They might not be public in the strictest sense of the word, but using internal members seems like a copout to me. Personally, I'd just make the wrappers internal, and treat your whole set of classes as a single public API. I understand the desire to avoid this - it forces you to create classes, which, for you during your development, violate the ...


2

DirectSound and for .NET the XNA framework comes to my mind. There are many very high quality samples out there how to play sound and animate graphics at the same time with .NET.


2

There are a few things to keep in mind when you need to output audio smoothly: waveOutXxxx API is a legacy/compatibility layer on top of lower level API and as such it has greater overhead and is not recommended when you are to reach minimal latency. Note that this is unlikely to be your primary problem, but this is a piece of general knowledge helpful for ...


1

This looks like a sine wave with it's values inverted. In other words if you adjusted the positives values from 1 to .5 to 0 to -.5, and negatives fom -1 to -.5 to 0 to .5 you'd have a sine wave.


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This is an example on how to enumerate waveIn and waveOut devices on your system: http://blogs.msdn.com/b/matthew_van_eerde/archive/2012/03/13/sample-how-to-enumerate-wavein-and-waveout-devices-on-your-system.aspx So, you can just compare dev id you need and get name of the device.


1

I'm guessing you're writing to the same device. To adjust the volume for each playback 'stream' scale the audio samples before writing them to the device. Also keep in mind that is unnecessary to use two device handles to effectively mix your playback streams. It's trivial to do that in your code.


1

I am really surprised that several OCX instances share the same thread. I could have sworn that they get unique ones. Hence my previous [deleted] answer. May I ask: why are you playing several sounds at once? Is that absolutely necessary? Or, if the other OCX instances are playing "mute" sound, you could identify them by looking into the waveform buffer. Or ...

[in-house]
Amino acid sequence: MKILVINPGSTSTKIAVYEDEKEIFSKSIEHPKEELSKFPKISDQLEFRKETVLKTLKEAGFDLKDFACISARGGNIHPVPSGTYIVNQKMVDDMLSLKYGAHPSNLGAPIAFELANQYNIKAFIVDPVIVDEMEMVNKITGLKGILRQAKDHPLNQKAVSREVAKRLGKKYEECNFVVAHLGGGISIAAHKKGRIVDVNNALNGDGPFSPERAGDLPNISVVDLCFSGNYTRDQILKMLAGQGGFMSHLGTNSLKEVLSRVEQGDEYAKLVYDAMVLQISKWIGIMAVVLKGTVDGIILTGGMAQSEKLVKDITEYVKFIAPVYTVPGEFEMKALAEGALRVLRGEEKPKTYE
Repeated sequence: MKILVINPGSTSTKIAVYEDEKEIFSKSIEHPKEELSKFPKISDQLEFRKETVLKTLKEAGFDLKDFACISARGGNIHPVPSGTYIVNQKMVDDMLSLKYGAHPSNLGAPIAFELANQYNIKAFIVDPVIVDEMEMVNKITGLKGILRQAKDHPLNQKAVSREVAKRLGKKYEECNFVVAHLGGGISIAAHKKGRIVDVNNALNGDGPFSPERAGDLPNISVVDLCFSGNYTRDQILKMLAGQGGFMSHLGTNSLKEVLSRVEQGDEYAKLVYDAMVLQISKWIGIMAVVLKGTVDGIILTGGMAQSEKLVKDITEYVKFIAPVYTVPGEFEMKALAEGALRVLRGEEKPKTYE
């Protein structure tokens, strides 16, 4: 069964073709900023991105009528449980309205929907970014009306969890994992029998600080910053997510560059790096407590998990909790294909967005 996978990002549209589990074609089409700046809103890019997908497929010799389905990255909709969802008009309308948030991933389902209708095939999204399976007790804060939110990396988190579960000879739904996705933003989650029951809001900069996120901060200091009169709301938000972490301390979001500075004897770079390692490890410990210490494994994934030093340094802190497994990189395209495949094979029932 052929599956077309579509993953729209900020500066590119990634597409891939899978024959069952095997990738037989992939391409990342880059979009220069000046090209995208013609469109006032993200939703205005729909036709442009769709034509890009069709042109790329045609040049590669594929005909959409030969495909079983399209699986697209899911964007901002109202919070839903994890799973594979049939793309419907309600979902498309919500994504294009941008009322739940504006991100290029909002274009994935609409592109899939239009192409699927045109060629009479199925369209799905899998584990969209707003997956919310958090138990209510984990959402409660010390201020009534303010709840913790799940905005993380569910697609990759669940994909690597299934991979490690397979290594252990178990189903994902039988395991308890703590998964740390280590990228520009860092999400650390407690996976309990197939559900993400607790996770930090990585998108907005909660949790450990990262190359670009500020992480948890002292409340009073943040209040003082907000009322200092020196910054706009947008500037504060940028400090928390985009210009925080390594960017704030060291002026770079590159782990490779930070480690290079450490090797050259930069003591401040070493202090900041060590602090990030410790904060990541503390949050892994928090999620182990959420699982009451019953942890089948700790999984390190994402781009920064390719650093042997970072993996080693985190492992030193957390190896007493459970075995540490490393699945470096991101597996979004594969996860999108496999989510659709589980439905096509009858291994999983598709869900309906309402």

1

To add to great answers above. Your question is about the latency Windows neither promised not cared of. And as such, it might be quite different depending on OS version, hardware and other factors. WaveOut API, and DirectSound too (not sure about WASAPI, but I guess it is also true for this latest Vista+ audio API) are all set for buffered audio output. ...


1

At the very basic level, Windows is a multi threaded OS. And it schedules threads with 100ms time slices. Which means that, if there is no CPU contention, the delay between the end of the buffer and the waveOutWrite callback could be arbitrailly short. Or, if there are other busy threads, you have to wait up to 100ms per thread. In the best case however... ...


1

It may be thread safe, but if you (or I) can't find any official documentation stating it is thread safe then assume it isn't and add your own thread synchronization. A light weight EnterCriticalSection / LeaveCriticalSection implementation is probably no more than a dozen lines of code. No amount of testing can ever assure you that the API is thread safe: ...


1

Sadly, it's not safe even in a single threaded environment. Look at this question for a discussion: http://stackoverflow.com/questions/195696/why-would-waveoutwrite-cause-an-exception-in-the-debug-heap Attempts to report this to Microsoft resulted in them closing the bug. They're not going to fix it.


1

You can't get this information from the wave API. You'll have to get it from whoever opened the wave device. You can get the playback rate using waveOutGetPlaybackRate(), and knowing that, you could (in theory) know cell size by timing how long it takes to play a buffer of known size. (0 is always silence) But 8 bit stereo will end up taking the same ...


1

//#include <iostream> //#include <initguid.h> //#include <Mmdeviceapi.h> int main() { HRESULT hr; IMMDevice * pDevice = NULL; IMMDeviceEnumerator * pEnumerator = NULL; IPropertyStore* store = nullptr; PWAVEFORMATEX deviceFormatProperties; PROPVARIANT prop; CoInitialize(NULL); // get the device ...